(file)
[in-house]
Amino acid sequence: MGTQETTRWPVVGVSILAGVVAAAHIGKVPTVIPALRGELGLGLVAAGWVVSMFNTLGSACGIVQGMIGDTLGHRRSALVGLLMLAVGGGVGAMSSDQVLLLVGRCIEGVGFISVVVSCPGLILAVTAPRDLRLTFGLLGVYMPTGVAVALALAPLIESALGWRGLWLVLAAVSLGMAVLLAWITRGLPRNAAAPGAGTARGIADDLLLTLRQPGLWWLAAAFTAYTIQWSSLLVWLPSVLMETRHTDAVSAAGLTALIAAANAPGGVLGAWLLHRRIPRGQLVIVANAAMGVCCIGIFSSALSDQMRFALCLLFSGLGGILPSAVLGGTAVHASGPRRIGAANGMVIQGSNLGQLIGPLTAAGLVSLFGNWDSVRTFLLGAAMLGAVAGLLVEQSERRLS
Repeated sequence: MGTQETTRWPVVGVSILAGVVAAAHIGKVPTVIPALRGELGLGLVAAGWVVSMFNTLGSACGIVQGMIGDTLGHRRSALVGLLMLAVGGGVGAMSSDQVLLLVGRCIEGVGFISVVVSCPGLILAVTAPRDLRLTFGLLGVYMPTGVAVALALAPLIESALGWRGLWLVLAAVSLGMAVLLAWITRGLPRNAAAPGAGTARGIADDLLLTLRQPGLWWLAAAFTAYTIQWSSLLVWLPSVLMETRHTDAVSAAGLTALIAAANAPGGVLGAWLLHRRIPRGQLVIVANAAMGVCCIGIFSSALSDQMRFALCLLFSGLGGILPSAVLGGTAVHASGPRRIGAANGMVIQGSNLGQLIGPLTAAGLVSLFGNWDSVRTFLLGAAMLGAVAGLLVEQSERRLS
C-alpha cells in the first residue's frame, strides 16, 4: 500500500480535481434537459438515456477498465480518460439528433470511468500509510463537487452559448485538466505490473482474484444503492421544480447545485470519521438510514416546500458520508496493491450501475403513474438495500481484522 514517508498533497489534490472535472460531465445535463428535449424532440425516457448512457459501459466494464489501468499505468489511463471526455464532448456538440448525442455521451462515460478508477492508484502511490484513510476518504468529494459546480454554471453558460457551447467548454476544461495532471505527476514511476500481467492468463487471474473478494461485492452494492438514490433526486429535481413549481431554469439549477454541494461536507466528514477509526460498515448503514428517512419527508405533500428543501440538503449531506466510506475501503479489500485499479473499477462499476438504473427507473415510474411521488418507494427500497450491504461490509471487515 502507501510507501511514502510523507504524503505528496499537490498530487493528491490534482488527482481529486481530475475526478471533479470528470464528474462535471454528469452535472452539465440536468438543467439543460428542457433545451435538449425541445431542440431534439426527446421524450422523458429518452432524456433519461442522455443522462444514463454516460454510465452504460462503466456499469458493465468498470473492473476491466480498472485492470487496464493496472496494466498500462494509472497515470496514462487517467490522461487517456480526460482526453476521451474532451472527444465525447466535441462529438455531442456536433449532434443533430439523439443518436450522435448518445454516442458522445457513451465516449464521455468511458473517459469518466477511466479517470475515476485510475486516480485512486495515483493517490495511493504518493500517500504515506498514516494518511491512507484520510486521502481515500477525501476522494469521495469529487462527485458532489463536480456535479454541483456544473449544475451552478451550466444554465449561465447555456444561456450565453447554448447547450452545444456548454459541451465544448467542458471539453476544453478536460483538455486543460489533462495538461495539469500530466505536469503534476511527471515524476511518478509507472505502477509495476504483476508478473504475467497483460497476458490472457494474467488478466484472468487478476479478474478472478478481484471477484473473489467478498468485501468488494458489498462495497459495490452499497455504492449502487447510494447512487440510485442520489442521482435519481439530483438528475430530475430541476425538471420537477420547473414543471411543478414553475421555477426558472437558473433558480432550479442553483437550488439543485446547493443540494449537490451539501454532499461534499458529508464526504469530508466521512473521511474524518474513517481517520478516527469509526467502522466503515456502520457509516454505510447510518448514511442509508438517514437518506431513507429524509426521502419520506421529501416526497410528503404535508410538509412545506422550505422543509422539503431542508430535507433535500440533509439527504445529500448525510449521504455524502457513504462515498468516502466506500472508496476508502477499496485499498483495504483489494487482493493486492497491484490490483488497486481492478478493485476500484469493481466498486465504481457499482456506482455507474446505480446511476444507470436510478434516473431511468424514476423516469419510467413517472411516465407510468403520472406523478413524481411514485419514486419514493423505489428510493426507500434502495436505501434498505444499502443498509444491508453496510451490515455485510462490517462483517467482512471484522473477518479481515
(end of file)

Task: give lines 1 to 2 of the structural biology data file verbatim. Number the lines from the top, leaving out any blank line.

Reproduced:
[in-house]
Amino acid sequence: MGTQETTRWPVVGVSILAGVVAAAHIGKVPTVIPALRGELGLGLVAAGWVVSMFNTLGSACGIVQGMIGDTLGHRRSALVGLLMLAVGGGVGAMSSDQVLLLVGRCIEGVGFISVVVSCPGLILAVTAPRDLRLTFGLLGVYMPTGVAVALALAPLIESALGWRGLWLVLAAVSLGMAVLLAWITRGLPRNAAAPGAGTARGIADDLLLTLRQPGLWWLAAAFTAYTIQWSSLLVWLPSVLMETRHTDAVSAAGLTALIAAANAPGGVLGAWLLHRRIPRGQLVIVANAAMGVCCIGIFSSALSDQMRFALCLLFSGLGGILPSAVLGGTAVHASGPRRIGAANGMVIQGSNLGQLIGPLTAAGLVSLFGNWDSVRTFLLGAAMLGAVAGLLVEQSERRLS